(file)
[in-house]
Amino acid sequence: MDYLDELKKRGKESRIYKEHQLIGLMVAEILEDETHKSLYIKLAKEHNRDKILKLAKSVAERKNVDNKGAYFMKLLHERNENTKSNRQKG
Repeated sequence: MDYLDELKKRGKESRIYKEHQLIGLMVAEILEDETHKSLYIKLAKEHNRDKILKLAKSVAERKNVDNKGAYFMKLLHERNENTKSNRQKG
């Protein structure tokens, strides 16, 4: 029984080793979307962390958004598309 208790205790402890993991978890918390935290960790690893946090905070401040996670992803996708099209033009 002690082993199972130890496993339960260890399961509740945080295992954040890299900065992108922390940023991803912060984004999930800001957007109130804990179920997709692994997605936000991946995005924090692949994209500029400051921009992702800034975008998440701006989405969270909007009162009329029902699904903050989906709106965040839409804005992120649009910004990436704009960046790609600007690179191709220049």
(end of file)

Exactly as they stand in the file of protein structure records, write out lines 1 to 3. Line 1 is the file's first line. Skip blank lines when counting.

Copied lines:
[in-house]
Amino acid sequence: MDYLDELKKRGKESRIYKEHQLIGLMVAEILEDETHKSLYIKLAKEHNRDKILKLAKSVAERKNVDNKGAYFMKLLHERNENTKSNRQKG
Repeated sequence: MDYLDELKKRGKESRIYKEHQLIGLMVAEILEDETHKSLYIKLAKEHNRDKILKLAKSVAERKNVDNKGAYFMKLLHERNENTKSNRQKG